Roughly 2.1 million Americans lost their jobs last week, according to Labor Department data. In this economy, that qualifies as good news.
Yes, 2.1 million initial unemployment claims is an awful lot of initial unemployment claims. But it is also a smaller number of claims than were filed the previous week. In fact, the number of Americans applying for first-time jobless benefits has now declined for eight straight weeks. More significantly, the number of Americans who just joined the unemployment roles is smaller than the number who just left them: Even with 2.1 million additions, the ranks of the jobless still (ostensibly) declined by 3.8 million in recent days. Further, since America’s unemployment insurance offices are woefully underfunded, large backlogs of unprocessed unemployment insurance applications have amassed in many states. For this reason, it’s plausible that a significant portion of the 2.1 million “new” jobless claims reflect weeks-old layoffs.
All of which is to say, there is now some evidence that state-level reopenings are reviving jobs faster than the broader economic slowdown is eliminating them. Were this trend to continue, then the worst of the coronavirus recession would be behind us, months of steady job growth would lie ahead, and the stock market might not be as insanely overvalued as many (including myself) have been inclined to believe.
But there are reasons to view that scenario with skepticism. Many fragile businesses may rehire furloughed workers for their initial reopenings — only to find, a few weeks later, that the mere lifting of shutdown orders isn’t sufficient to restore their profit margins. Consumer demand remains depressed in many foreign nations that have already reopened their economies, after suffering outbreaks far less devastating than America’s. If restaurants and hair salons reopen but fail to generate enough revenue to cover their liabilities, steady job growth may be difficult to sustain (especially if Congress fails to extend and expand the Paycheck Protection Program).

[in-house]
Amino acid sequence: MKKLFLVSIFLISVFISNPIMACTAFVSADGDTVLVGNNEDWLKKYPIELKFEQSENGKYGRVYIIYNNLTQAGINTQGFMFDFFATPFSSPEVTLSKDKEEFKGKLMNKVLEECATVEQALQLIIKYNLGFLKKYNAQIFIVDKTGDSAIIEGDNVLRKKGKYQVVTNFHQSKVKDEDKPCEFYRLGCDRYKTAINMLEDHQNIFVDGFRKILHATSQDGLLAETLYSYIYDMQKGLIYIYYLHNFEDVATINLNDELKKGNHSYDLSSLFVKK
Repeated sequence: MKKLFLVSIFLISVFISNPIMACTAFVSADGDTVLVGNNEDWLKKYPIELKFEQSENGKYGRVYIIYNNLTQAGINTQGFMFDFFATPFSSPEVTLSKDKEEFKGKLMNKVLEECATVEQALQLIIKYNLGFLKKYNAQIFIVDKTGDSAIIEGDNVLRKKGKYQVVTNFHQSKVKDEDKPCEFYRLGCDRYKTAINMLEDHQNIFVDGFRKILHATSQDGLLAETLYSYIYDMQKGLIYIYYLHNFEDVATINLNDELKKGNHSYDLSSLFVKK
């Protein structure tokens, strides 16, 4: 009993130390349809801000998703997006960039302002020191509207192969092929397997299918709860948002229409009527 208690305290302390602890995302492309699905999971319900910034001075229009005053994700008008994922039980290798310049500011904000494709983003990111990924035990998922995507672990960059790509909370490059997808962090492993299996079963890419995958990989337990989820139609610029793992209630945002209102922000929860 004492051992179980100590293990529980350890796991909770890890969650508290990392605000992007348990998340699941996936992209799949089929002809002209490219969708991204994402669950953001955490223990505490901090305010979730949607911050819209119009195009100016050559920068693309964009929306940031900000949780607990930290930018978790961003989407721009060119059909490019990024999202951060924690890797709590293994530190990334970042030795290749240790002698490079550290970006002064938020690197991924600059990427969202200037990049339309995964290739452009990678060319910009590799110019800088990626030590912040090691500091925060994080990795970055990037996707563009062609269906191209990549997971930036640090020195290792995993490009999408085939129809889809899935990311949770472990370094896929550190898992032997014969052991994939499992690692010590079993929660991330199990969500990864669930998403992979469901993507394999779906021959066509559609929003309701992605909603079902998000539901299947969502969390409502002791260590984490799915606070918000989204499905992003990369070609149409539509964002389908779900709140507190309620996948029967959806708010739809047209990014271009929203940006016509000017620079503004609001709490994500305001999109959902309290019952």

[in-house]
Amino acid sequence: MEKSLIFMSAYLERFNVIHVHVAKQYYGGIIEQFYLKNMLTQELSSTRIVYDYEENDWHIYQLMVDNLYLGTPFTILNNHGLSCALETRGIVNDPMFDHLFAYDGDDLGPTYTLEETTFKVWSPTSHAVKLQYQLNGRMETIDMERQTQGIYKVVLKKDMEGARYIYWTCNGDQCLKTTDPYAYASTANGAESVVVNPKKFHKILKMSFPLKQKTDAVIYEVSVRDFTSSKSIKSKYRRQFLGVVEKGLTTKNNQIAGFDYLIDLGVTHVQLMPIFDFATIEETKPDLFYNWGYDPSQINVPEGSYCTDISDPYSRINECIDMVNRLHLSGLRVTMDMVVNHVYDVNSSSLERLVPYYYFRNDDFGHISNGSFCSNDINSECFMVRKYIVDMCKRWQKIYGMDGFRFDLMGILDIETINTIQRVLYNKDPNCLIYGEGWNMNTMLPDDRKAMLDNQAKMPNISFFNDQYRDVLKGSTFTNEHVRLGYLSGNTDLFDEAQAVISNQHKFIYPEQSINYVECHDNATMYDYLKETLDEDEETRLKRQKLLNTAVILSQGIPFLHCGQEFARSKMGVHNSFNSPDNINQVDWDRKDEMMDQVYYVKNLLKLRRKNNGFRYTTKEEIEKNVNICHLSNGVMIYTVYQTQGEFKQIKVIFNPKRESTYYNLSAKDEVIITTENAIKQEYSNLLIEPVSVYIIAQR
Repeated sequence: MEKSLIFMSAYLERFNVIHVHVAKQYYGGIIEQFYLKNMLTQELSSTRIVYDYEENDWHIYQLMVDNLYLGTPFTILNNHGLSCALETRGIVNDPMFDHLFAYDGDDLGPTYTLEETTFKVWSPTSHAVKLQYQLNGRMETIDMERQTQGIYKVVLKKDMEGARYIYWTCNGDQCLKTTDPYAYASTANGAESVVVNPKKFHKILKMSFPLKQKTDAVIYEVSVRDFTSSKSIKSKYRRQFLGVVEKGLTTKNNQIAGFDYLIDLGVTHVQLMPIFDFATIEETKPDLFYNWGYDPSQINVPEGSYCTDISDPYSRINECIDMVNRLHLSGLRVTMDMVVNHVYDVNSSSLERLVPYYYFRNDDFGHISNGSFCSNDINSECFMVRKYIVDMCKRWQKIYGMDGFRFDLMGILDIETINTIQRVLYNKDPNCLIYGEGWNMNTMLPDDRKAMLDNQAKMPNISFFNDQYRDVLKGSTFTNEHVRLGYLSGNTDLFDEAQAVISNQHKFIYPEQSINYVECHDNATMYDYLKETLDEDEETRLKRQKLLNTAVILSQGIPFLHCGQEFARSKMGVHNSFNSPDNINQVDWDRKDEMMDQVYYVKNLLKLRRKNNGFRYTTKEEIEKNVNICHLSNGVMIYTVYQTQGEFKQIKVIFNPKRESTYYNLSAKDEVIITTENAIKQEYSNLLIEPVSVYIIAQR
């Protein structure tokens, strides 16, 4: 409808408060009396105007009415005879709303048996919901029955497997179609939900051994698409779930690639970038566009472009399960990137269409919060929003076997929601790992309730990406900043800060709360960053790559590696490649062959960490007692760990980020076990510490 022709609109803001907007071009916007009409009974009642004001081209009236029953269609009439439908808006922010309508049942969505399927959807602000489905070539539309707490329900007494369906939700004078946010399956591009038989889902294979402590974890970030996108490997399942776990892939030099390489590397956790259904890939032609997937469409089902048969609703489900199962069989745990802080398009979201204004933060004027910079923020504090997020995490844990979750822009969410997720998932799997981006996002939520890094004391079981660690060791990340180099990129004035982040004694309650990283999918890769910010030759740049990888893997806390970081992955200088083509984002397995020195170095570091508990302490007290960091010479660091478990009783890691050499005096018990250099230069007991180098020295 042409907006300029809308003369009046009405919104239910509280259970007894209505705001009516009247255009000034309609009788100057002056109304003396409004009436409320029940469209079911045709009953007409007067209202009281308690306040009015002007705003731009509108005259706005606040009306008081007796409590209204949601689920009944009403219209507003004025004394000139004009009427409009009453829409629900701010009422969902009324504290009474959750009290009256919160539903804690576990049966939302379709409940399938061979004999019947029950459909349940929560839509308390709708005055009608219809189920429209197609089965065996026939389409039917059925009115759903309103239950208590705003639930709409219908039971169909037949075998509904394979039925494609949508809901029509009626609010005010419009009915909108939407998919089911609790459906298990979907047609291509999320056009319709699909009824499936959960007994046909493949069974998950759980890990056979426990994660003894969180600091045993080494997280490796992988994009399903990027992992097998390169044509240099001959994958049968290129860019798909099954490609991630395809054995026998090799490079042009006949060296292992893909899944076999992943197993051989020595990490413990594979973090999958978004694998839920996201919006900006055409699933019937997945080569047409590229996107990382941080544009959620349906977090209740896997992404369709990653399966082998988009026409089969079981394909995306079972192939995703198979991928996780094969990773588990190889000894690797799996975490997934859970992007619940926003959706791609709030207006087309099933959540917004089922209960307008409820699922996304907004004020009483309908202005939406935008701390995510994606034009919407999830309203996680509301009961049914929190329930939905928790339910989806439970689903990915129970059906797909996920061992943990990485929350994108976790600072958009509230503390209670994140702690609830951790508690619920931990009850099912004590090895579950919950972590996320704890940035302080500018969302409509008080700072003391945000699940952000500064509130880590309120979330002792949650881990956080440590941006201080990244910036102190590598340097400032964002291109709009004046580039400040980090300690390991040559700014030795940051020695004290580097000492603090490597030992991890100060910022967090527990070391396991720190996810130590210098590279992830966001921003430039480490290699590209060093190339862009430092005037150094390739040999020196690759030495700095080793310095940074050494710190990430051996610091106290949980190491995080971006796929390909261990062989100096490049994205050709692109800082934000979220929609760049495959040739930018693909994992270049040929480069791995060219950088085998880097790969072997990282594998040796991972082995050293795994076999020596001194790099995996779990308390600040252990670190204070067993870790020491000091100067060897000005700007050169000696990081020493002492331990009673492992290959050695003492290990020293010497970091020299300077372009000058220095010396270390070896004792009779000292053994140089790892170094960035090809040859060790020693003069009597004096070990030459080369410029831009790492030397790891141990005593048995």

Meanwhile, a good many firms that have managed to avoid or limit layoffs up to this point may soon be forced to rain pink slips like confetti.
This month, 27 major companies (defined as firms with at least $50 million in liabilities) filed for bankruptcy, the highest monthly total since May 2009. For 2020 as a whole, the total number of major bankruptcies is now 98, which is the most the United States has seen to start any year since the Great Recession. According to Bloomberg, almost no analysts believe that bankruptcies have “by any means hit a peak.” Rather, consensus holds that they are set to continue accumulating at the present rate — if not a higher one — for a long time to come.
Recent revisions to corporate credit ratings add credence to this assessment. The S&P has now released “downgrade warnings” on 1,287 of its rated debt issuers — which is to say, it has warned investors that such firms face a high risk of having their bonds downgraded due to their increasingly negative business prospects. That figure does not include the nearly 700 downgrades that the agency has already enacted since the COVID-19 crisis commenced. And yet, the 1,287 downgrade warnings still top the 1,028 the ratings agency issued in 2009. Automakers, transportation firms, leisure companies, and (gulp) media properties claimed a disproportionate share of at-risk ratings.
In our extraordinary circumstances, though, the best metrics for our economy’s near-term prospects are public-health data. If reopenings trigger a new wave of coronavirus infections, no amount of pent-up consumer demand for dining out will save the restaurant industry. And nothing will do more to determine the progression of the S&P’s credit ratings than the progression of the pandemic. As I’ve written, recent news about COVID-19 has been mixed. But the downside risks are non-negligible. In at least 13 states — including populous ones like Florida and California — daily new coronavirus cases have been rising. No major city in America is anywhere near achieving herd immunity. And a vaccine likely remains more than a year away. There is some cause for optimism in the war on COVID-19. Masks appear very effective at containing spread, and the virus seems to be reliant on super-spreaders to perpetuate itself.
But so long as the federal response to the pandemic remains haphazard — and Congress’s fiscal response to the recession inequitable and inadequate — there will be a significant risk of the economy getting worse before it gets better.